STUDY: Bystanders’ reactions to animal abuse in relation to psychopathy, empathy with people and empathy with nature
A total of 409 people, aged between 18 and 82 years old and 49.9% women, were asked about assigned punishments, as well as the probability of intervening personally and/or calling the police, in relation to ten abuse scenarios.
ANA M. MARTIN: Social and academic interest in animal abuse has recently increased thanks to greater awareness of the importance of biodiversity in promoting sustainability. The redefinition of human-animal relationships, in the context of the fight against speciesism and the defense of veganism, has also contributed to this greater attention.
Moreover, public awareness of animal rights has strengthened social reactions to violence against animals, though there are still some social sectors that are indifferent to these changes. Thus, better knowledge of the psychological mechanisms underlying reactions to animal abuse could contribute to better informal, social control of such abuse.
The main aim of this study is to analyze the relationships between psychopathy, empathy with people, and empathy with nature arising from people’s reactions to protected and domestic animal abuse and illegal dumping. Also, as previous studies have shown differences between men and women, both in animal abuse and in personality traits, thus gender is taken into account when analyzing these relationships.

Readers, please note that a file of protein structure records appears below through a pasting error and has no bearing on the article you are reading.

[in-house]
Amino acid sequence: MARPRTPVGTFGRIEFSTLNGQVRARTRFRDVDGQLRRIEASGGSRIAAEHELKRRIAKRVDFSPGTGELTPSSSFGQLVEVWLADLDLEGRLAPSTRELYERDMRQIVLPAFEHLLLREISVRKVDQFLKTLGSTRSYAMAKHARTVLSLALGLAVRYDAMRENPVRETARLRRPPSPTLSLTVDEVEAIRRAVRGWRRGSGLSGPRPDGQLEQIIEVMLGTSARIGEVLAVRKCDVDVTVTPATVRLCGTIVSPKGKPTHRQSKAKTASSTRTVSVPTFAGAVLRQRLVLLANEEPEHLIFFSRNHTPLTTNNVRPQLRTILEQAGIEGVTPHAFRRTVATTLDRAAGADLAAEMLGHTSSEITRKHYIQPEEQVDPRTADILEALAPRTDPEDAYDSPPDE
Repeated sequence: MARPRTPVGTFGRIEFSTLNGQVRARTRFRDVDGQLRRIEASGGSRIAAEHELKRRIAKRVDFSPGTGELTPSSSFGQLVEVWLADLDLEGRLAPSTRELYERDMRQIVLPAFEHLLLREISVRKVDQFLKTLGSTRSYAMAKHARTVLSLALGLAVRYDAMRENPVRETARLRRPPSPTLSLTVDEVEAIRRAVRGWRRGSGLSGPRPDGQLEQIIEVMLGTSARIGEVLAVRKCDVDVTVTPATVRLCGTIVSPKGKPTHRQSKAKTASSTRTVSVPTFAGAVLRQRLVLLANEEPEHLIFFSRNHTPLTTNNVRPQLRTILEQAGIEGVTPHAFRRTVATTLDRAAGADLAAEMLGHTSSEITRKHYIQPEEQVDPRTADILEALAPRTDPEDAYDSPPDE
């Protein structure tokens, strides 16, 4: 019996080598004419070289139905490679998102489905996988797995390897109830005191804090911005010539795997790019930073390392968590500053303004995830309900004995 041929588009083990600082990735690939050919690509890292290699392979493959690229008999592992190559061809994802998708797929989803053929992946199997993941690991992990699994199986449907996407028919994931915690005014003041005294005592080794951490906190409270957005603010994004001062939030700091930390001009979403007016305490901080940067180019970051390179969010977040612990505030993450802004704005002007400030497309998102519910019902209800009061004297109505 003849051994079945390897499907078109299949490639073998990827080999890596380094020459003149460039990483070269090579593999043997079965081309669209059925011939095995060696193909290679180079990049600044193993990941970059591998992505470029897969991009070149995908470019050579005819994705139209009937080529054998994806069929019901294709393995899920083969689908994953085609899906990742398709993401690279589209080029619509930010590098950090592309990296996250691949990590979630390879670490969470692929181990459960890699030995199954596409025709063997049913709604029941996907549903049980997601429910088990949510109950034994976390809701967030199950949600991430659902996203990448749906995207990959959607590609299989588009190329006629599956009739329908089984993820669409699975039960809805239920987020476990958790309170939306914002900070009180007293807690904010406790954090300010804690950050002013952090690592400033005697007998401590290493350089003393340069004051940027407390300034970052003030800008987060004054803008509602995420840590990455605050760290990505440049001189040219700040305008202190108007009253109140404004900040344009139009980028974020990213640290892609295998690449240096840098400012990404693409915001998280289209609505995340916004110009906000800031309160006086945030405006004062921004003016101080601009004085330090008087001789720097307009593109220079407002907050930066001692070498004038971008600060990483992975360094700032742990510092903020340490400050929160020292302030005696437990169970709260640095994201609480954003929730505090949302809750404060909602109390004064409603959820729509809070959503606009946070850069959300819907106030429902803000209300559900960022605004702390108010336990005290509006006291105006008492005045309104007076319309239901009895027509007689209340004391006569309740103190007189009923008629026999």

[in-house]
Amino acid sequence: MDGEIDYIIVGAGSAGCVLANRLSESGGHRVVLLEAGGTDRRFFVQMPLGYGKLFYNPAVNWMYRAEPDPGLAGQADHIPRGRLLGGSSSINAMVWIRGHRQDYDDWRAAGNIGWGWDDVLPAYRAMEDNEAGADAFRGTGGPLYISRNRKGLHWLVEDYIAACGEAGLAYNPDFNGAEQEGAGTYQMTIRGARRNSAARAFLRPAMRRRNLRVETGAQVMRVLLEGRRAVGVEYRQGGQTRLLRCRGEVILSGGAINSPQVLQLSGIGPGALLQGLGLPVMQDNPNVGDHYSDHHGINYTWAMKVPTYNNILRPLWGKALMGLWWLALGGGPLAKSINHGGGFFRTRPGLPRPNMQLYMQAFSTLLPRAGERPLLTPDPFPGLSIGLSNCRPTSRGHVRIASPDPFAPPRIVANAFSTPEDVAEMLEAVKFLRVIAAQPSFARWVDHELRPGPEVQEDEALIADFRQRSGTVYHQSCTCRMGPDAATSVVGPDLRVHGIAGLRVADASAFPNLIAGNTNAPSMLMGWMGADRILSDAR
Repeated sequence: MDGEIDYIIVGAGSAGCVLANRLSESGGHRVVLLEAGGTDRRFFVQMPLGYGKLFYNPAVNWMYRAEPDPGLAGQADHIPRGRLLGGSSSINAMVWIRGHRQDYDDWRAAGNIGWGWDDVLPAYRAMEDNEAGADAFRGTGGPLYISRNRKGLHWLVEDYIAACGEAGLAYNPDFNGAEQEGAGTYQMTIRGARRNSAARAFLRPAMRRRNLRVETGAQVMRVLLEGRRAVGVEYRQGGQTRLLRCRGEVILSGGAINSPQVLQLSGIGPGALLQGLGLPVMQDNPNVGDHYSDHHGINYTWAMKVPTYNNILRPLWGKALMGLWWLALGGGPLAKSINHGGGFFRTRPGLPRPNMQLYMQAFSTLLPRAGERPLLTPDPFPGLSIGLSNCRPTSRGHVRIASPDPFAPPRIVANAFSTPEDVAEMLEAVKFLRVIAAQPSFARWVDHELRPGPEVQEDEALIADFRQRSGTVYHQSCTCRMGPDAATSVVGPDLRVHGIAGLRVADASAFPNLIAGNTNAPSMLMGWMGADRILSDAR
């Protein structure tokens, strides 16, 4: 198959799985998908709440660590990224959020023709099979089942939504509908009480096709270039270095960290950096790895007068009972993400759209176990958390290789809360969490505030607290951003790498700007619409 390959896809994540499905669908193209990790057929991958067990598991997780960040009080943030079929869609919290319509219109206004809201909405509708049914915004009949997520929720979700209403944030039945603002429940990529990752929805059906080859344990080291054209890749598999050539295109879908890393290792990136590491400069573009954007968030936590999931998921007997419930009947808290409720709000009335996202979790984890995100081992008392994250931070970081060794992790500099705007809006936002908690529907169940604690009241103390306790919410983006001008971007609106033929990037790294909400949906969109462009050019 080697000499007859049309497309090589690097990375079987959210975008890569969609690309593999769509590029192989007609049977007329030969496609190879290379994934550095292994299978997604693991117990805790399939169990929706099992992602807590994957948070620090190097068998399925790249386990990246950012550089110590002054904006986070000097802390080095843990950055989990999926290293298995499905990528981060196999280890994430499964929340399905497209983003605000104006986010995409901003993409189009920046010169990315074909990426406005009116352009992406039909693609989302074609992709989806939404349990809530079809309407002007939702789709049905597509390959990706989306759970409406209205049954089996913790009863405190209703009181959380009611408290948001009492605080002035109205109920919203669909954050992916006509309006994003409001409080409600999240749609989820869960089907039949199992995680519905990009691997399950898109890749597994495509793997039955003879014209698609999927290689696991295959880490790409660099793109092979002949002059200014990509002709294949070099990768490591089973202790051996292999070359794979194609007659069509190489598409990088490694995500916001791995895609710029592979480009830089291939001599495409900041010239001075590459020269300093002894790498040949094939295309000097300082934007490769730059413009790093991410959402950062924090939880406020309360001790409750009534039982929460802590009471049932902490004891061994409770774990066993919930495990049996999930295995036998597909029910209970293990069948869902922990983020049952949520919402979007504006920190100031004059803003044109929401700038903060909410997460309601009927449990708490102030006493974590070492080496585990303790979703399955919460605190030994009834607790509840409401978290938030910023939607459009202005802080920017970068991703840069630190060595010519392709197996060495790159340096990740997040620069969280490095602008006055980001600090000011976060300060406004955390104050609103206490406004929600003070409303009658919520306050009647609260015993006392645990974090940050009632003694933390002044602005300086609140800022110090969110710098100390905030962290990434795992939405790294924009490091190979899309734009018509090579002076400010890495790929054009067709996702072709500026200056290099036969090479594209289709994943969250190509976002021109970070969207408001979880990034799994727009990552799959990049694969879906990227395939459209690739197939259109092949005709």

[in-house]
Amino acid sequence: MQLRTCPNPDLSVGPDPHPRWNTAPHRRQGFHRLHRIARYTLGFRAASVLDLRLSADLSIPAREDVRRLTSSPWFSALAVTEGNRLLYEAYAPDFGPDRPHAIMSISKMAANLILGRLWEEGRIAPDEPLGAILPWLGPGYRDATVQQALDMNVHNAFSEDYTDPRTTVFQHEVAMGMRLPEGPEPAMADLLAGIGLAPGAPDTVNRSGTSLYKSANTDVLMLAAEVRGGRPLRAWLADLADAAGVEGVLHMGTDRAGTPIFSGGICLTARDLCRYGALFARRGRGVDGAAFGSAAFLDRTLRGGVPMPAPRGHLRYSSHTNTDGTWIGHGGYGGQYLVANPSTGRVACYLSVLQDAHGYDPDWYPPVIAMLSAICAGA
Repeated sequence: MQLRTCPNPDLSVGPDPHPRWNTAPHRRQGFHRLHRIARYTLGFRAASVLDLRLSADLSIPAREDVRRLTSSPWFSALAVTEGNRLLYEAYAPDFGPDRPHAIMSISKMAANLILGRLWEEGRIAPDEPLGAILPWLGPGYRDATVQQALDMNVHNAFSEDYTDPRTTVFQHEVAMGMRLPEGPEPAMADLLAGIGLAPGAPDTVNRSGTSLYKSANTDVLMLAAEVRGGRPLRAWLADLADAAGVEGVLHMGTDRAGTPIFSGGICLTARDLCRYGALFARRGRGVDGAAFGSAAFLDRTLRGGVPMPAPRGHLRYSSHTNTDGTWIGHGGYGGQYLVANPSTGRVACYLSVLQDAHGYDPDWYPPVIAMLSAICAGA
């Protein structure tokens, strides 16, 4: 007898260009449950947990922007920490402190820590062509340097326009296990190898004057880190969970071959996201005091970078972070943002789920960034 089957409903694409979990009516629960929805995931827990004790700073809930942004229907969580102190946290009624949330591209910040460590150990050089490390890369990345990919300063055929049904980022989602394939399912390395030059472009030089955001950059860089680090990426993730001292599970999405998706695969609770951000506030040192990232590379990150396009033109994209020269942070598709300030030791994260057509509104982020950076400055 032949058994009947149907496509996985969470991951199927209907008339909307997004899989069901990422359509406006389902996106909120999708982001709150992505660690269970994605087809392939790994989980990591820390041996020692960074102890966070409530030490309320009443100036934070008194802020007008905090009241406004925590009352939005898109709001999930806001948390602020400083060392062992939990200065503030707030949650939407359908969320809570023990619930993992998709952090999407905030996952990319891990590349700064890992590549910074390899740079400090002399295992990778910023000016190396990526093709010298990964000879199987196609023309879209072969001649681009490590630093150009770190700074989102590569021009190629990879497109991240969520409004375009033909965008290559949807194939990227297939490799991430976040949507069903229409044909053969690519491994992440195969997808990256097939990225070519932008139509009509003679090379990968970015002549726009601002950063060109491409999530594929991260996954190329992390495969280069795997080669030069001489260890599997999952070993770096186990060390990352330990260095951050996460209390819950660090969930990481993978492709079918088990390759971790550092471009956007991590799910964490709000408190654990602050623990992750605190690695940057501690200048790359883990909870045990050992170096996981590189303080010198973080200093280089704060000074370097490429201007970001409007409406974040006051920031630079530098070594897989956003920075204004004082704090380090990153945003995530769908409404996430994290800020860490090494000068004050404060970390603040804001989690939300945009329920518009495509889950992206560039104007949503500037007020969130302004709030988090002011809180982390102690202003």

A total of 409 people, resident in a highly environmentally protected territory, participated in this study. They were aged between 18 and 82 years old and 49.9% women. Participants were asked about assigned punishments, as well as the probability of intervening personally and/or calling the police, in relation to ten scenarios, based on press releases, describing one of three types of transgression of environmental laws: abuse of protected animals, abuse of domestic animals or illegal dumping. They also responded to Spanish adaptations of the Inventory of Callous Unemotional Traits, the Basic Empathy Scale, the Dispositional Empathy with Nature Scale, and the Social Desirability Scale.
Each participant was randomly given ten scenarios corresponding to just one transgression type but all the personality scales. Results show that people’s reactions were greater for abuse of domestic than protected animals or for illegal dumping, irrespective of gender. Empathy with nature was related to the reaction against animal abuse more than empathy with people and psychopathy. Results are discussed highlighting the need for future research into similarities and differences between animal abuse and other types of environmental offences, which have many victims but no single being suffering. SOURCE…